Marietta in Cobb County, Georgia — The American South (South Atlantic)
Marietta National Cemetery
Marietta National Cemetery
During the Civil War, the fight for Atlanta began in early May 1864 in north Georgia. It ended when Union troops marched into the state capital on September 2. Over four months, Union and Confederate armies met in sixteen battles.
Union Gen. William T. Sherman started with 110,000 troops and Confederate Gen. Joseph E. Johnston with 69,000. Johnston tried to force Sherman to assault fortified positions. Sherman instead used his larger army to out-flank the Confederates, forcing a retreat to Atlanta.
On August 31, the Union Army cut the last rail lines into Atlanta and Confederate forces evacuated the city. By the campaign's end both armies were staggered by losses. The Union sustained losses of approximately 37,000 men killed, wounded or missing. The Confederates lost 32,000.
The U.S. Army established this 23-acre cemetery in 1866 on land donated by Henry Green Cole. He had moved to Georgia from New York in 1838 to work as a civil engineer for a railroad. Later he became a successful businessman in Marietta. During the Civil War, Cole remained loyal to the Union and spied for federal forces. Confederate officials arrested and imprisoned him in 1864 for these activities. After the war Cole returned to Marietta, where
Thomas Budd Van Horne, former chaplain with the 13th Ohio Infantry, laid out twenty-one burial sections tailored to the natural landscape of the property: By 1868, about 10,000 remains, including Union dead from the Atlanta campaign and those removed from a discontinued national cemetery in Montgomery, Alabama, were reinterred here. Two monuments were donated - one to the 2nd Division, 20th Corps, and one to soldiers who died in area hospitals.
A stone wall enclosed the picturesque cemetery in 1870. A brick lodge, built near the entrance, was replaced in 1921. The Wisconsin Monument, dedicated on Memorial Day 1925, was the last Civil War memorial placed in the cemetery.
One Civil War Medal of Honor recipient, Dennis Buckley, is buried here (Section G, Grave 6686). Private Buckley, 136th New York Infantry, received his commendation posthumously for bravery at Peach Tree Creek, Georgia, July 20, 1864.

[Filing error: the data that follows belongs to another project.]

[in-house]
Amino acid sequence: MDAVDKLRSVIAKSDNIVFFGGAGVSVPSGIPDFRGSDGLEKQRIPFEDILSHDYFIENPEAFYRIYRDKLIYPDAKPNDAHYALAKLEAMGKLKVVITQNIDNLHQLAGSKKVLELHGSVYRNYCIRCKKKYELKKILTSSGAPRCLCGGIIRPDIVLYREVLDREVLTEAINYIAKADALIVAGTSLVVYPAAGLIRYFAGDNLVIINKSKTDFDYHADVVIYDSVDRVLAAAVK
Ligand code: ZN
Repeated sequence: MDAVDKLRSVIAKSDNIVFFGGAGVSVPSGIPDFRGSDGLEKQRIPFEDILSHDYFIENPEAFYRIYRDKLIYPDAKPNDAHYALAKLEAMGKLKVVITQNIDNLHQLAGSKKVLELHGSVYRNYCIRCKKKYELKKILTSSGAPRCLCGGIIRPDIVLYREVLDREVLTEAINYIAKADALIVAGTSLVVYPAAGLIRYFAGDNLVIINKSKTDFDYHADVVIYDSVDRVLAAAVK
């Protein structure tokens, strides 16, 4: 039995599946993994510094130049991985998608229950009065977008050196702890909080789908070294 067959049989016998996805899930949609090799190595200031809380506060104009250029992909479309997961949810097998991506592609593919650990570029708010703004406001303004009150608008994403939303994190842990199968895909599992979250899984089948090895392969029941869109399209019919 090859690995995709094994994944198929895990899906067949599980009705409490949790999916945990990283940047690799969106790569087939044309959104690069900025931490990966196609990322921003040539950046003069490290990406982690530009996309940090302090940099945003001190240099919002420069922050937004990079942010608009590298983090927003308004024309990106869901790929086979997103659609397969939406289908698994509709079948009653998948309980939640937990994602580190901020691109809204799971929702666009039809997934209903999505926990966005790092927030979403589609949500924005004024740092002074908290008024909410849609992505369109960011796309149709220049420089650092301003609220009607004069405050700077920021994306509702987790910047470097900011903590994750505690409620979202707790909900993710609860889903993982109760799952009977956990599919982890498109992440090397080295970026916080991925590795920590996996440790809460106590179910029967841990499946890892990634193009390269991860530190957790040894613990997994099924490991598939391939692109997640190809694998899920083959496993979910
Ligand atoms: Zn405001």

Confederates destroyed this ordnance train prior to evacuating Atlanta, August 1864. Library of Congress.
Henry G. Cole (1815-1875), c. 1865, is buried in Grave 1, Cole Section.
Courtesy of the Marietta Museum of History
Sketch of cemetery from Brvt. Lt. Col. E.B. Whitman’s final report on the reinterment of Union soldiers
Monumental archway at cemetery entrance, 1904. In 1883, the U.S. Army Quartermaster General’s Office constructed the 35-foot-tall structure. This is one of five classically inspired arches built at national cemeteries in the South. National Archives and Records Administration.
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Erected by National Cemetery Administration, U.S. Department of Veterans Affairs.
Location. 33° 57.114′ N, 84° 32.568′ W. Marker is in Marietta, Georgia, in Cobb County. Marker can be reached from the intersection of Washington Avenue NE and Cole Street NE. Touch for map. The marker is some few feet to the left after entering the Marietta National Cemetery.
Other nearby markers. At least 8 other markers are within walking distance of this marker. A National Cemetery System (here, next to this marker); Marietta National Military Cemetery (within shouting distance of this marker); Wisconsin Soldiers Memorial (about 400 feet away, measured in a direct line); Address by President Lincoln (about 500 feet away); Judge Debra Halpern Bernes Lemon St. Grammar and High School (approx. ¼ mile away); Robert Edward Flournoy, Jr. (approx. ¼ mile away); Cherokee Treaty (approx. 0.3 miles away). Touch for a list and map of all markers in Marietta.
Categories. • Cemeteries & Burial Sites • War, US Civil •
Credits. This page was last revised on July 14, 2018. This page originally submitted on July 11, 2018, by J. Makali Bruton of Querétaro, Mexico. This page has been viewed 45 times since then. Photos: 1. submitted on July 11, 2018, by J. Makali Bruton of Querétaro, Mexico. 2, 3. submitted on July 13, 2018, by Don Morfe of Baltimore, Maryland. 4, 5, 6, 7. submitted on July 11, 2018, by J. Makali Bruton of Querétaro, Mexico.